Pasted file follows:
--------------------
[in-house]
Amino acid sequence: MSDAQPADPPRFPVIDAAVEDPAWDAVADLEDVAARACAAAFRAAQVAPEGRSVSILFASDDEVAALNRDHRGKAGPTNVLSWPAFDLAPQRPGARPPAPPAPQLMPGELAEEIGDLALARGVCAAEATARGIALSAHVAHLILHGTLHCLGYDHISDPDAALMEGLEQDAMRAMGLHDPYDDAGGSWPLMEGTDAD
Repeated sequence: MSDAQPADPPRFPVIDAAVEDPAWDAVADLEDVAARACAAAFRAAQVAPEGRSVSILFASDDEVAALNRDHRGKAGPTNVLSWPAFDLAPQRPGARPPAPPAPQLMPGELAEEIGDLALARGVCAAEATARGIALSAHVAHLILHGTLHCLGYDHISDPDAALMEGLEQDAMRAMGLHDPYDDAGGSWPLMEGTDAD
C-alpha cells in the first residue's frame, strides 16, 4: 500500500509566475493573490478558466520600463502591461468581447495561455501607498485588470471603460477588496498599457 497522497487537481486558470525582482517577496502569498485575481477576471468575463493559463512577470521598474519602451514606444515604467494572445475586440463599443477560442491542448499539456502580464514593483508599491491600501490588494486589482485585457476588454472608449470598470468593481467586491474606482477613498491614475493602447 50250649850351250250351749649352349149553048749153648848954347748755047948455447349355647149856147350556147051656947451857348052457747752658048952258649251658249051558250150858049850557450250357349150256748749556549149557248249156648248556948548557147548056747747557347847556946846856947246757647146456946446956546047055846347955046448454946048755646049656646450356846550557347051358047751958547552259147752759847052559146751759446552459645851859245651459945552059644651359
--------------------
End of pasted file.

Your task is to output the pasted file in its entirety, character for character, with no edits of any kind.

[in-house]
Amino acid sequence: MSDAQPADPPRFPVIDAAVEDPAWDAVADLEDVAARACAAAFRAAQVAPEGRSVSILFASDDEVAALNRDHRGKAGPTNVLSWPAFDLAPQRPGARPPAPPAPQLMPGELAEEIGDLALARGVCAAEATARGIALSAHVAHLILHGTLHCLGYDHISDPDAALMEGLEQDAMRAMGLHDPYDDAGGSWPLMEGTDAD
Repeated sequence: MSDAQPADPPRFPVIDAAVEDPAWDAVADLEDVAARACAAAFRAAQVAPEGRSVSILFASDDEVAALNRDHRGKAGPTNVLSWPAFDLAPQRPGARPPAPPAPQLMPGELAEEIGDLALARGVCAAEATARGIALSAHVAHLILHGTLHCLGYDHISDPDAALMEGLEQDAMRAMGLHDPYDDAGGSWPLMEGTDAD
C-alpha cells in the first residue's frame, strides 16, 4: 500500500509566475493573490478558466520600463502591461468581447495561455501607498485588470471603460477588496498599457 497522497487537481486558470525582482517577496502569498485575481477576471468575463493559463512577470521598474519602451514606444515604467494572445475586440463599443477560442491542448499539456502580464514593483508599491491600501490588494486589482485585457476588454472608449470598470468593481467586491474606482477613498491614475493602447 50250649850351250250351749649352349149553048749153648848954347748755047948455447349355647149856147350556147051656947451857348052457747752658048952258649251658249051558250150858049850557450250357349150256748749556549149557248249156648248556948548557147548056747747557347847556946846856947246757647146456946446956546047055846347955046448454946048755646049656646450356846550557347051358047751958547552259147752759847052559146751759446552459645851859245651459945552059644651359